Hopefully things like Lightning Network will keep continuing and can add an additional choice which combines just about all of the "zero trust" benefits of a blockchain with the speed and cost of off-chain transactions.
I think crypto proponents very much said otherwise. The blockchain was of course hyped as a practical, usable thing. Zero trust transactions, an alternative to "fiat" currency, smart contracts, Venezuela, privacy and all that. Those were real promises and arguments by the crypto community. What's up with all that?
It seems the Blockchain is unusable, exchanges are just centralized places who apparently don't even put your money on the real blockchain and possible solutions are 'hopefully' in the future.
But like I said above, a car taking magnitudes longer to cross the country compared to a plane doesn't make the car useless for all purposes. Having the option of being able to use a blockchain to transact without trust is a huge benefit to many. It might not be what everyone wants for all transactions, and it having downsides doesn't mean it's useless, but it still has immense value to some, for some of their transactions. Bitcoin was not designed to be faster than Visa, so saying it's useless because it can't keep up is kind of silly.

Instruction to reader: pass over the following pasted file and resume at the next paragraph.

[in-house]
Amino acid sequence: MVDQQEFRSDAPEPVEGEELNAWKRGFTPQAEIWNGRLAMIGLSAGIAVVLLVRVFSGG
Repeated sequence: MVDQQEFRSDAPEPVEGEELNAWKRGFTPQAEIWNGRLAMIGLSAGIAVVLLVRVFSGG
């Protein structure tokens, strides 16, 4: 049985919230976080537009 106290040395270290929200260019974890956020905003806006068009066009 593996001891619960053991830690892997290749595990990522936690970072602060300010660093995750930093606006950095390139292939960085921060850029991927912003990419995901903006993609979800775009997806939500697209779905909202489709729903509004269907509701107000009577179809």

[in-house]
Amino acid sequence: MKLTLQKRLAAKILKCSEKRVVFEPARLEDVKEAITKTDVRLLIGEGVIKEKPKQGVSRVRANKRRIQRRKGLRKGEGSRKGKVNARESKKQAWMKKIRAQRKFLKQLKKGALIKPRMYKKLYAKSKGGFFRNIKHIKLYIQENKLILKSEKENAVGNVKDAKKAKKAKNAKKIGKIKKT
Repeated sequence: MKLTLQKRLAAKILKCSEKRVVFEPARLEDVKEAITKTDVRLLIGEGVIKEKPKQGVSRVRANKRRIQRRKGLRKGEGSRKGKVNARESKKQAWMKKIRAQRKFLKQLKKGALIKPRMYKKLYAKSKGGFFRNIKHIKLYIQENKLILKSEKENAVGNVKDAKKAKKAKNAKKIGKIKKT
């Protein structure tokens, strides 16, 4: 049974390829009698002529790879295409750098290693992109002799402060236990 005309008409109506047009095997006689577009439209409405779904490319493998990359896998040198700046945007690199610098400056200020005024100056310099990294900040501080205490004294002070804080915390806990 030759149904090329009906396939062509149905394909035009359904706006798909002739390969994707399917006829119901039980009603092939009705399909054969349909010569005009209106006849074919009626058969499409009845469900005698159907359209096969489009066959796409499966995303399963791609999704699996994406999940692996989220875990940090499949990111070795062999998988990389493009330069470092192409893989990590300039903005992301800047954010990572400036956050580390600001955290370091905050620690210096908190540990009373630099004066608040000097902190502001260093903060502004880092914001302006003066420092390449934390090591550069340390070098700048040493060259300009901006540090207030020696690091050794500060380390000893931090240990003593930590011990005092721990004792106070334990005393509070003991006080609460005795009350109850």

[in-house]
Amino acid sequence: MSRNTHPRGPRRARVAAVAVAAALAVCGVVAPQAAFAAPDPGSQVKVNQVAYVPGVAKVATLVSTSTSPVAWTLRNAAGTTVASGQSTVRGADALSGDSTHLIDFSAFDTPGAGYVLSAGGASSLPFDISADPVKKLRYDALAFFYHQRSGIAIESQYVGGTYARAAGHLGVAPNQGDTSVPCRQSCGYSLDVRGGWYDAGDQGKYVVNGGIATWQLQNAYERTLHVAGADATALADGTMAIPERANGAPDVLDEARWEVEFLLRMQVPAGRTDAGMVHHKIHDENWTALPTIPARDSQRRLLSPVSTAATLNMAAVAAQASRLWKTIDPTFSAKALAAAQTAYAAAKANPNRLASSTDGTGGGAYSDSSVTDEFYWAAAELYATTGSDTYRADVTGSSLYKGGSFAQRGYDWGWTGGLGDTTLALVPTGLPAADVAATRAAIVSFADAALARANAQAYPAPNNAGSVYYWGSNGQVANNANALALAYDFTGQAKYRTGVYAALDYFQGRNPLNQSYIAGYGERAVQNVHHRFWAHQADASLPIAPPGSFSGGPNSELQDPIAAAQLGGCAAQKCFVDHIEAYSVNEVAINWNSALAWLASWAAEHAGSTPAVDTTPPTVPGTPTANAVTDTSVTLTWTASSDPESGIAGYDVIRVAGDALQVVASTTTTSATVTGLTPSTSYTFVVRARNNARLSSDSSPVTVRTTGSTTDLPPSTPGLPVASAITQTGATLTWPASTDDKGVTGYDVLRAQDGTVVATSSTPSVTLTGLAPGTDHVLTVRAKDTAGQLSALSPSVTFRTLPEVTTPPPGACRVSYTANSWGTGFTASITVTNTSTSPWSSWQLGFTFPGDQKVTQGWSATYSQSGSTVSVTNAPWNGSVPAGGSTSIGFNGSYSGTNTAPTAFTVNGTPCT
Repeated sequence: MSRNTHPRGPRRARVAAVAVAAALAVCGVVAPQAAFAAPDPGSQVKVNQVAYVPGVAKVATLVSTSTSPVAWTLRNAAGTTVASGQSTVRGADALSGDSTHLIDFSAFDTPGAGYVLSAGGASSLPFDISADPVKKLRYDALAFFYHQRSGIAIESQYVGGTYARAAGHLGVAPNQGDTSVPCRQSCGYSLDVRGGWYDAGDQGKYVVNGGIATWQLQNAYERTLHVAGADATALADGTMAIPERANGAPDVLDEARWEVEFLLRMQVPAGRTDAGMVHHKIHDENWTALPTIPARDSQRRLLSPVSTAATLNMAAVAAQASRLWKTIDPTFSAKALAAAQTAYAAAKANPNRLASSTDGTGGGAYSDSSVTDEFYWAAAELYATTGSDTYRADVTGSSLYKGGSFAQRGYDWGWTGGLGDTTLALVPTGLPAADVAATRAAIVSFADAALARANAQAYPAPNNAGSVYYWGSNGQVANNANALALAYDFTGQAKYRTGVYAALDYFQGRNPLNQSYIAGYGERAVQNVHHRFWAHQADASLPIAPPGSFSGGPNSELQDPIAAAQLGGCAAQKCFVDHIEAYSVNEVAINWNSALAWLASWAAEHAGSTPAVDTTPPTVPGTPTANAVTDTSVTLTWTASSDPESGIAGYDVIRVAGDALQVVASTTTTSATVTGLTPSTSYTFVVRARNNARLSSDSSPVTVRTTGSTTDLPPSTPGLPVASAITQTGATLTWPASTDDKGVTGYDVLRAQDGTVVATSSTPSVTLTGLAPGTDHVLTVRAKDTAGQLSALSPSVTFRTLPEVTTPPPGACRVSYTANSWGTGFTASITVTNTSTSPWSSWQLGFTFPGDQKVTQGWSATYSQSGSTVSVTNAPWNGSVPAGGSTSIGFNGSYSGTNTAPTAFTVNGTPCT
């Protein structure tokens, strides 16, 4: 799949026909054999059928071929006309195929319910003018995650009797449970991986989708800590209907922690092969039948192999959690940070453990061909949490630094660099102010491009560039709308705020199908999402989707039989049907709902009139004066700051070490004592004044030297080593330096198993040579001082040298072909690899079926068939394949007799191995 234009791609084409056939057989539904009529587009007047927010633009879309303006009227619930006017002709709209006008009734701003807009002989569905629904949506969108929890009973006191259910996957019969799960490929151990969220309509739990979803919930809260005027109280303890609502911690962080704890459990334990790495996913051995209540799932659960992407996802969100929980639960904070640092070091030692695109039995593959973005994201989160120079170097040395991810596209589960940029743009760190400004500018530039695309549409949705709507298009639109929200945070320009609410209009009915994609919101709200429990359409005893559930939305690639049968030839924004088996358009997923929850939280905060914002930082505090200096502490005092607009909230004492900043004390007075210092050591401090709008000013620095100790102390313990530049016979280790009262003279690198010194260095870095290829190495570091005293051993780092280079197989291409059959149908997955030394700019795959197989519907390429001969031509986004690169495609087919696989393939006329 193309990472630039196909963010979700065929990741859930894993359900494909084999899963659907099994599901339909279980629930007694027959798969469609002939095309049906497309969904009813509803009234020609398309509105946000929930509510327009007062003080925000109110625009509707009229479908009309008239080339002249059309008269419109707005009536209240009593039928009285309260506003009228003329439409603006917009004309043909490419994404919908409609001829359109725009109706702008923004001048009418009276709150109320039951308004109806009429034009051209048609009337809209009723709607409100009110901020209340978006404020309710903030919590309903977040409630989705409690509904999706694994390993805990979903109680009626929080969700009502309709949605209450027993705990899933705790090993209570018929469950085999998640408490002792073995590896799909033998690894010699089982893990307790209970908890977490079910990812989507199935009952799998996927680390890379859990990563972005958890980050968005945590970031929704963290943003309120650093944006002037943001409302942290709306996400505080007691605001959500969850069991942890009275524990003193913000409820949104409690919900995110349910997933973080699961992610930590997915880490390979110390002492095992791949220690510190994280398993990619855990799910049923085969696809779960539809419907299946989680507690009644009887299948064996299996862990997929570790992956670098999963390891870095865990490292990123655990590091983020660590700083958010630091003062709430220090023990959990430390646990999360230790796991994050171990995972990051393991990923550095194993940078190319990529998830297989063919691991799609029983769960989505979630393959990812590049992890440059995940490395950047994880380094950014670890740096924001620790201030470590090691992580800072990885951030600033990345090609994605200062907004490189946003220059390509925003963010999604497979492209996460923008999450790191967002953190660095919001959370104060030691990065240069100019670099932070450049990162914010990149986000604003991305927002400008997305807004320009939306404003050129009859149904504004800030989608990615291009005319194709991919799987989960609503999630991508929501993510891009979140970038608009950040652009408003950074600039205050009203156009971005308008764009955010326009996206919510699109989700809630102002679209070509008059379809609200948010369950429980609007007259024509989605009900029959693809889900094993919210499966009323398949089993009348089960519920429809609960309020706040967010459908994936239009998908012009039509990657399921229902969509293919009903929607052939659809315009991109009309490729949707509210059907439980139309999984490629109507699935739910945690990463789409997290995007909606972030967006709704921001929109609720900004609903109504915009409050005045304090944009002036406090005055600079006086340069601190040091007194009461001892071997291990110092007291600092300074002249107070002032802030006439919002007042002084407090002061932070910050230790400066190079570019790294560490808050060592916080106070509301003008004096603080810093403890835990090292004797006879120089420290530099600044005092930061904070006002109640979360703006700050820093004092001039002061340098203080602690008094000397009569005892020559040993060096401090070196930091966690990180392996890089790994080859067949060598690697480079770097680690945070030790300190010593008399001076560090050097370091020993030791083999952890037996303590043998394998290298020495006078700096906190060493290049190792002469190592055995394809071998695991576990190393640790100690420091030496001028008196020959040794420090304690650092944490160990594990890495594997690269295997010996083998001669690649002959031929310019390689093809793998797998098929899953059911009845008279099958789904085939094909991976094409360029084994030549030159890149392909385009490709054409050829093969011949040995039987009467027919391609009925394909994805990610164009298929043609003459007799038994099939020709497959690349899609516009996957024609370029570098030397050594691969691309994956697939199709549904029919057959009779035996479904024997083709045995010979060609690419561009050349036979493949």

Blockchains and Bitcoin might be useless for you in their current forms, and that's more than fine! But they are still improving and changing, and they will almost definitely never truly be "finished". It's all about fixing the problems that people have.
When Bitcoin was first introduced, it was one of the first to allow trust less transactions without a central authority (again, a gross oversimplification). People found value in it, and as it gained some popularity problems were found, and people began working on solving them.